After our adventures in the jungle, we decided that sticking to tours was maybe the way to go.Â Upon returning to our hotel in Cameron Highlands, we booked a tour which was recommend by someÂ friends. Half day – tour guide – perfect.
In the confines of our small bus, we start chatting with a couple from Florida. We casually mention that we did a self hike in the jungle the day before. They ask us which trail we followed. When I answer, “”number 9″”, both theirÂ faces drop.Â We already had a crappy experience, now we areÂ going be to told shit we should have known before setting out.
The path we had taken was posted at their hotel as the one to avoid. Hard going and known for people being harassed by immigrants looking for money. I couldnâ€™t help but think why the fuck did our reception not tell us this when we were asking directions to the path!
This little bit of information confirmed we are tour people going forward and wondering off by ourselves was no longer appealing.
The first tour was pretty good. Started out as ‘one star’ when they stop at a butterfly farm just off a busy road. Having a butterfly garden back home, this was rather a disappointment as a stop. From there it got much better, amazing mountain top views, mossy forest hike, ending at a tea plantation. The stars multiplied.
Feeling good about that tour, when we arrive in Taman Negara, we book a night safari into the jungle for 2 hours in a pick up truck. Â The guide, loading us into the back of the pick-up on the benches, asks us to sit back to back. Once seated, they turn to the four of us closest the roof and tell us to get on the roof.
The girl behind me was shaken and asks if it is safe. â€˜Yes, Very Safeâ€™, he answers. I am pretty sure this is not safe, thus why most countries in the world donâ€™t allow passages to sit on mats, on the roof of a pick-up, going 60 km/h down the road.
Five minutes into the tour and it starts to rain. Not a little spray, but an open up the sky, tropical rain. I can’tÂ even open my eyes between the rain and the truck speeding along blowing water in my face. I am not seeing shit, but I am feeling the rush of rain water as it pours off the roof to soak me right to the bone.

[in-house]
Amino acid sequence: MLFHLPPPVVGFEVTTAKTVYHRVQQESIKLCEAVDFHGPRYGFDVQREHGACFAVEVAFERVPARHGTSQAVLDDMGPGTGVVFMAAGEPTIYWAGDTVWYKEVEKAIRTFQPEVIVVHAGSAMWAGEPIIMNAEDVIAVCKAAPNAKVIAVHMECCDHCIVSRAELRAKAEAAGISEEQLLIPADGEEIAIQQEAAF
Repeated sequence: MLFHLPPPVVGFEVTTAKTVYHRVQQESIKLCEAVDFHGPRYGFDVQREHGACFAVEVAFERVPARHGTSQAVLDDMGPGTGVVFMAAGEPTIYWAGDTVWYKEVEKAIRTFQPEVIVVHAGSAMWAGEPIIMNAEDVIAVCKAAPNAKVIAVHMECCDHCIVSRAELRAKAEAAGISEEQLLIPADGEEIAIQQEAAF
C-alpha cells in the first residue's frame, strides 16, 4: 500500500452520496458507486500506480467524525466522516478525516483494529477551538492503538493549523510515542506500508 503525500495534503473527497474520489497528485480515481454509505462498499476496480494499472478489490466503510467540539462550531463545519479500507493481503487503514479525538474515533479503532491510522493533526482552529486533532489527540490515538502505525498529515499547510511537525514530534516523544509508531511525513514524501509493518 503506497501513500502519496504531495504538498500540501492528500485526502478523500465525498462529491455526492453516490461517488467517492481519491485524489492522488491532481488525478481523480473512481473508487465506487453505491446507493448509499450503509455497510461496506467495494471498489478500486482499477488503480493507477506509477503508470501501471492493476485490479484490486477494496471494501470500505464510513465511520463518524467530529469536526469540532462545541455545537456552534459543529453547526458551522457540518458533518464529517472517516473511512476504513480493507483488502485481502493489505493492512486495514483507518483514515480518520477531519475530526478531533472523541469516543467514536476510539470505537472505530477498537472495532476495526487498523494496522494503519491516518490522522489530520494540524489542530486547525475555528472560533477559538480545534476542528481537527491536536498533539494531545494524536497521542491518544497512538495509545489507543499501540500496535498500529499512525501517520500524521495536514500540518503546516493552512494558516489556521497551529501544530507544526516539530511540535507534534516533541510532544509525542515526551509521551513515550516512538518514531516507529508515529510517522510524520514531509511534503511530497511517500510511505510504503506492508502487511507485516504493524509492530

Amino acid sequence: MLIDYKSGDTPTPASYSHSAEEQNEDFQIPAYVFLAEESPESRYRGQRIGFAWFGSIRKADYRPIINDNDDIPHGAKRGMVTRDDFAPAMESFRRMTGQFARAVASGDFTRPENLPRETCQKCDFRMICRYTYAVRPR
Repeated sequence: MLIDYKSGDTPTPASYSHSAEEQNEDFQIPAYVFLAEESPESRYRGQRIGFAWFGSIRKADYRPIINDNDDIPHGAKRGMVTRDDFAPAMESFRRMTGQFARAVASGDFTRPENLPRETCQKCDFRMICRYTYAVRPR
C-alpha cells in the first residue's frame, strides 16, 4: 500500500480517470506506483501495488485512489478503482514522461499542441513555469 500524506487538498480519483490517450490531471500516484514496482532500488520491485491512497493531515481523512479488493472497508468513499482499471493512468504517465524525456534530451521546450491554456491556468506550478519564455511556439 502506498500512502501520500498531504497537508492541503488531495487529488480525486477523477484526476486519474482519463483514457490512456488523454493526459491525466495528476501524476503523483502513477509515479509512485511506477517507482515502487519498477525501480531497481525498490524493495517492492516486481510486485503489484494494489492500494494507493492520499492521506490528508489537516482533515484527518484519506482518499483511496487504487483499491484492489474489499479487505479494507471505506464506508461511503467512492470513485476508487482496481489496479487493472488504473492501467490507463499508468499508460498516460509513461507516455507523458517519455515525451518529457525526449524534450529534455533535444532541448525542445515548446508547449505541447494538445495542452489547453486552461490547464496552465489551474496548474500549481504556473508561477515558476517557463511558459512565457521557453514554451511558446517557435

The tour continues, the rain continues, and I just want him to turn around. The one guide is on the roof shinning a light looking for animals in the night. WhenÂ he spots one, the truck slows and we all wait with excitement; what are about to see? An owl. Really?
The truck continues, next we see cows, another owl, and finally a snake. I am not sure how he saw it, but curled in a tree is a snake. I am amazed at his ability to see that as we are driving.
We head back to main road to return to the village. I think we are all feeling rather disappointed that we are on a two hour tour and the most exciting thing we see are jungle cows.
Just before town the truck stops as they have spotted something on the power line – we stare at this amazing animal with the cute little face of a monkey, and forget to take a picture of our first cool creature on the tour!
After we are dropped at our room, I look at Dirk and ask, â€˜What was that animal we just saw? Slow something or other,’ I say. ‘Maybe Slow Larry?’ Dirk looks at me, â€˜No it definitely wasnâ€™t Slow Larryâ€™.
Even in Canada, we should watch what we flush down the toilette. Ensure you know in your country what can and cannot be flushed. For instance, many places nothing goes down the didn’t come out of you. BinsÂ are provided beside the toilette to place all paper produces. Other countries, only feminine hygiene products are not allowed to be flushed. I have seen many toilets that are not what you expect in North America. So if you don’t have good squatting skills, I suggest you practice. Finally, the bucket of water is to flush away your waste – please use this.